- My second point concerns John’s precision in distinguishing “teaching” (in this limited sense) from the other New Testament speaking ministries. John refers to ‘numerous public speaking ministries mentioned in the New Testament – teaching, exhorting, evangelizing, prophesying, reading, and so on’. He goes on to say that ‘Paul restricts just one of them to qualified males’. My question is whether the speaking ministries are really so clearly distinguishable. I agree with John that when Paul allows women to prophesy (1 Corinthians 11), he must be referring either to a different activity, or at least to a different context, from the teaching activity of 1 Timothy 2. Even if we do not know exactly what prophesying meant in first-century Corinth, 1 Corinthians 11 does suggest that there are circumstances in which it is a good thing for women to speak to men and women in the church ‘for their strengthening, encouraging, and comfort’ (1 Corinthians 14:3). I agree with John that it would be good if this happened more than it does in some of our churches. But I doubt that each of the different speaking words refers to a precisely-definable activity, as if a speaker could say, “Now I am teaching. In the next sentence I shall be exhorting. In five minutes time I shall be evangelizing.” (I hope I am not being too mischievous in parodying it like this.) If most of the speaking words refer to different aspects of essentially the same activity, then the semantic arguments would seem to carry a lot less weight.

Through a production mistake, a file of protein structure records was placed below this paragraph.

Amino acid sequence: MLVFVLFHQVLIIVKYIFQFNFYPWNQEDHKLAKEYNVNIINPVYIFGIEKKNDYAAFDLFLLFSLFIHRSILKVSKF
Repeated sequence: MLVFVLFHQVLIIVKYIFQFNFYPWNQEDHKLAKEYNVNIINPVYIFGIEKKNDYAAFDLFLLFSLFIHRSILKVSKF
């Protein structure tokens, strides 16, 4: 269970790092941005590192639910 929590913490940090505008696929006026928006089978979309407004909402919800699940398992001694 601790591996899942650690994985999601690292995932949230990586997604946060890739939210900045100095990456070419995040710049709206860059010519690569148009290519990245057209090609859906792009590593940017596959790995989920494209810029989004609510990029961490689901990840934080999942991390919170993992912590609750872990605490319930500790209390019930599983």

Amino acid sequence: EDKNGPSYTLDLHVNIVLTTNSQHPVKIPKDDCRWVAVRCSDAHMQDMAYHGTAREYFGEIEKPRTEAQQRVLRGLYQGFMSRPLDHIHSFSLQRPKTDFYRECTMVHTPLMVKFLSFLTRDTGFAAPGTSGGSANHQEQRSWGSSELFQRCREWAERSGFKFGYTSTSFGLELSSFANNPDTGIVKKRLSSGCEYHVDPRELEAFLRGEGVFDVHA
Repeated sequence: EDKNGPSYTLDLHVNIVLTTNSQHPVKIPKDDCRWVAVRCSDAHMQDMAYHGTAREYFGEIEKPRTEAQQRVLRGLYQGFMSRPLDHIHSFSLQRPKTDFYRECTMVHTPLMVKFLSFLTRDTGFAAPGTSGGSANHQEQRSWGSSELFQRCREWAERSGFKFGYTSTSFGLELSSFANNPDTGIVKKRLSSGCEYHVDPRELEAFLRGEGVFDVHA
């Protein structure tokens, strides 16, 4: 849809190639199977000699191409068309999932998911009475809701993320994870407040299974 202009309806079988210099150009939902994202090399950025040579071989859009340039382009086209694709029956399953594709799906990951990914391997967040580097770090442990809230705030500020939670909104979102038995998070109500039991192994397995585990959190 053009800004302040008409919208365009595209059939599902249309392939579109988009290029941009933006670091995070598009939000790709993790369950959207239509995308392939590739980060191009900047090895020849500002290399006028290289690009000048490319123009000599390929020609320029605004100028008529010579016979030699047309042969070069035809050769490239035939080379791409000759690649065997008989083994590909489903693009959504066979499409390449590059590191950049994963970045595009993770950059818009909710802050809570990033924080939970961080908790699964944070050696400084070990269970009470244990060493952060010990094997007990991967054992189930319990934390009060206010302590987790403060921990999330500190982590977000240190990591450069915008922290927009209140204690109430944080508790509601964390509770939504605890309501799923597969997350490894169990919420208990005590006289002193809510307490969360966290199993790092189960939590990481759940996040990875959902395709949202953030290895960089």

I remain persuaded that what we try to do in our sermons is essentially the exercise of pastoral teaching authority in our churches, and that it is consonant with Paul’s teaching in 1 Timothy 2 that this responsibility be entrusted to male pastor-teachers in our churches.
Confidence in the ordinary
Very struck last weekend by Julian Hardyman's ministry at the FIEC Hub conference from Acts 20. There's lots I could say about it, but one thought – mentioned almost in passing – struck home with me. "We mustn't be overawed by great stuff on the internet. What people need is a local church pastor involved in their lives." It's an important calling to the ordinariness of ministry captured well by Don Carson's assessment of his father's ministry. Another man I interviewed over the weekend told me that he didn't want to be a mega church pastor or an internet sensation, he simply wanted to shepherd a local church. That was the limit (!) of his ambition. My heart leapt for joy. That's the kind of "ordinary" ministry that every pastor-teacher is called to – preaching to his people, involved in their lives, serving them with a loving shepherding heart. It's precisely the kind of "ordinary" ministry that we need to have confidence in.